However, this is not a “Memory Card” moment, thus there must be some reason behind my explanation of how I felt. And there is: this would never be achieved through non-linear gameplay. Freedom, in this case, would preclude Kojima from causing these feelings on fans. MGS4 is clearly a game made not to [b]please]/b] fans. It was specifically tailored to touch fans in their innermost memories, those fond ones of afternoons spent in front of a tube TV, in how they felt like they grew with Snake, being shaped by these experiences just as he was. But to achieve this, freedom had to be sacrificed: the player couldn’t have taken a different road. He couldn’t have done anything in the game in a different order, because every scene leads up to the feeling of the ones that come after. When it comes to the ending, the exact sequence unveils into a beautiful, yet sad ending. You have gone exactly through where was planned, and felt the exact range of emotions that was expected when the game was written.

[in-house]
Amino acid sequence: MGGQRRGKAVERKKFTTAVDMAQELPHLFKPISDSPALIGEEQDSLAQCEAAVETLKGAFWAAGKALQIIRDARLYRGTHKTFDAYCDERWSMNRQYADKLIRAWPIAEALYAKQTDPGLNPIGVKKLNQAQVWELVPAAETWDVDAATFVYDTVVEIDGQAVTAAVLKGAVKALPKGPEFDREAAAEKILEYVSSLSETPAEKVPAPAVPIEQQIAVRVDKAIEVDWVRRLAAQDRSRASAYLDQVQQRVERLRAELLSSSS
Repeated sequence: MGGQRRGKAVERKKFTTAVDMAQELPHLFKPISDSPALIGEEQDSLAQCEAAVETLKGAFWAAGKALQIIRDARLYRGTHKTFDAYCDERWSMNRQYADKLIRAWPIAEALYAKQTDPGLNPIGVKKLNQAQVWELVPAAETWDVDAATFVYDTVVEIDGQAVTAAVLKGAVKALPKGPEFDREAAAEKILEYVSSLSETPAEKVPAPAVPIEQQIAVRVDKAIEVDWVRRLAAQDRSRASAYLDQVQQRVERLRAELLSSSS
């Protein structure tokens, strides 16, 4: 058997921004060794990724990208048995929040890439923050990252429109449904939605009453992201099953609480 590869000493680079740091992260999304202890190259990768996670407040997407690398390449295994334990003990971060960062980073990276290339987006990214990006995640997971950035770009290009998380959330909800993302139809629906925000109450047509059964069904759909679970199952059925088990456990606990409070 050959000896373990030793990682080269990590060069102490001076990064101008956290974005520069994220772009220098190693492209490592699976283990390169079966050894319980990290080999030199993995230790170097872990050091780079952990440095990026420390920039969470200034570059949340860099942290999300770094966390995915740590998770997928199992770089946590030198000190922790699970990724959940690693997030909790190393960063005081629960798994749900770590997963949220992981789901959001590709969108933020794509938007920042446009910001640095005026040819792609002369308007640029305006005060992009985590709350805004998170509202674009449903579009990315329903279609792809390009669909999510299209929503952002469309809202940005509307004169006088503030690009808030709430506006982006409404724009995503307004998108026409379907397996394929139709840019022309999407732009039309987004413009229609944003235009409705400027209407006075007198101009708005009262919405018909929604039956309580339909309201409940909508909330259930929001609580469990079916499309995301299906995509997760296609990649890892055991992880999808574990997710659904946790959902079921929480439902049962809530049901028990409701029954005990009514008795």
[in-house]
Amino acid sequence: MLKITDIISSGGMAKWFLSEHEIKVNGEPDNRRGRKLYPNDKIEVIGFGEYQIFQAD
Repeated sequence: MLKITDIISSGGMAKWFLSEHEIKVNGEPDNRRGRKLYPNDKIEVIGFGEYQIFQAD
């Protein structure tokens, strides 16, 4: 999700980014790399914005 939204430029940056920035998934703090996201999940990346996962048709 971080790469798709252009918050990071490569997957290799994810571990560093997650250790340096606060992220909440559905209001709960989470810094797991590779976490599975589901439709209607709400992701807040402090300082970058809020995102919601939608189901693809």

The best is yet to come
So, where does this all comes in relation to freedom? That freedom, in games, is key. Not necessarily having freedom, neither not having it. But when developing it, either gameplay or storyline, freedom must be kept in mind. It becomes an important feature: if it is sacrificed, why is it sacrificed? Is it worth it? Will the gamer get something of equal or greater value in exchange for not being able to do as he pleases? In games like MGS4 or Bioshock, it is worth it indeed, for in exchange for going anywhere they please, they get a great experience, like watching a wonderful movie but with the feeling that you’re part of it. Should the focus be another: will it be worth it to give freedom to the player, and maybe having a weaker storyline like, say, Borderlands, where you have a fine gameplay, but a weak narrative? Were I to say something definite about freedom, I would not take sides between having it or not. I would say that, whether you give it to the player, or restrict it completely, you should know why you did it. And whatever the option, there should be a good reason to, in the end, give us what is more important: a good game.